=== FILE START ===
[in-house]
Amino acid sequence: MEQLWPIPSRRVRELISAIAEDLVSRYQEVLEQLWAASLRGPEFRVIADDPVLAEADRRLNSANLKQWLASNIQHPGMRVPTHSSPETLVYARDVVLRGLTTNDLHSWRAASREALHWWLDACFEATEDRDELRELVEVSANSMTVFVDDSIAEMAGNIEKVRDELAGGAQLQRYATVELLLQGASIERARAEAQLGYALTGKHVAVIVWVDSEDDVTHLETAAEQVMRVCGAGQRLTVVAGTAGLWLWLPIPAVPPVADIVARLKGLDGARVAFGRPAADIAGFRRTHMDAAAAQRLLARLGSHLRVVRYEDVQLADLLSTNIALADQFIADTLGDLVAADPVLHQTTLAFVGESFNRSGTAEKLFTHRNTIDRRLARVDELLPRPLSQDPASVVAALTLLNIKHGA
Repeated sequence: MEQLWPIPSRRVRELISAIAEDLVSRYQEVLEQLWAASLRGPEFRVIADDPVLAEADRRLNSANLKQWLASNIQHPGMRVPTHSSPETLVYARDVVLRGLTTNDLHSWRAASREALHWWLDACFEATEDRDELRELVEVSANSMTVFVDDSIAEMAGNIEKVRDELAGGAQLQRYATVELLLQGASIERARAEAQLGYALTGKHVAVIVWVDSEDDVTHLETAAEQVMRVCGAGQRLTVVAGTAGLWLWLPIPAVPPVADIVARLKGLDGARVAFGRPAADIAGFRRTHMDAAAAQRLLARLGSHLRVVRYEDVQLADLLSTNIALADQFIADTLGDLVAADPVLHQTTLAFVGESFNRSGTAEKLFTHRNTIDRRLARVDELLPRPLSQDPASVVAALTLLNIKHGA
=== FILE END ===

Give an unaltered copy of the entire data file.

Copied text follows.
[in-house]
Amino acid sequence: MEQLWPIPSRRVRELISAIAEDLVSRYQEVLEQLWAASLRGPEFRVIADDPVLAEADRRLNSANLKQWLASNIQHPGMRVPTHSSPETLVYARDVVLRGLTTNDLHSWRAASREALHWWLDACFEATEDRDELRELVEVSANSMTVFVDDSIAEMAGNIEKVRDELAGGAQLQRYATVELLLQGASIERARAEAQLGYALTGKHVAVIVWVDSEDDVTHLETAAEQVMRVCGAGQRLTVVAGTAGLWLWLPIPAVPPVADIVARLKGLDGARVAFGRPAADIAGFRRTHMDAAAAQRLLARLGSHLRVVRYEDVQLADLLSTNIALADQFIADTLGDLVAADPVLHQTTLAFVGESFNRSGTAEKLFTHRNTIDRRLARVDELLPRPLSQDPASVVAALTLLNIKHGA
Repeated sequence: MEQLWPIPSRRVRELISAIAEDLVSRYQEVLEQLWAASLRGPEFRVIADDPVLAEADRRLNSANLKQWLASNIQHPGMRVPTHSSPETLVYARDVVLRGLTTNDLHSWRAASREALHWWLDACFEATEDRDELRELVEVSANSMTVFVDDSIAEMAGNIEKVRDELAGGAQLQRYATVELLLQGASIERARAEAQLGYALTGKHVAVIVWVDSEDDVTHLETAAEQVMRVCGAGQRLTVVAGTAGLWLWLPIPAVPPVADIVARLKGLDGARVAFGRPAADIAGFRRTHMDAAAAQRLLARLGSHLRVVRYEDVQLADLLSTNIALADQFIADTLGDLVAADPVLHQTTLAFVGESFNRSGTAEKLFTHRNTIDRRLARVDELLPRPLSQDPASVVAALTLLNIKHGA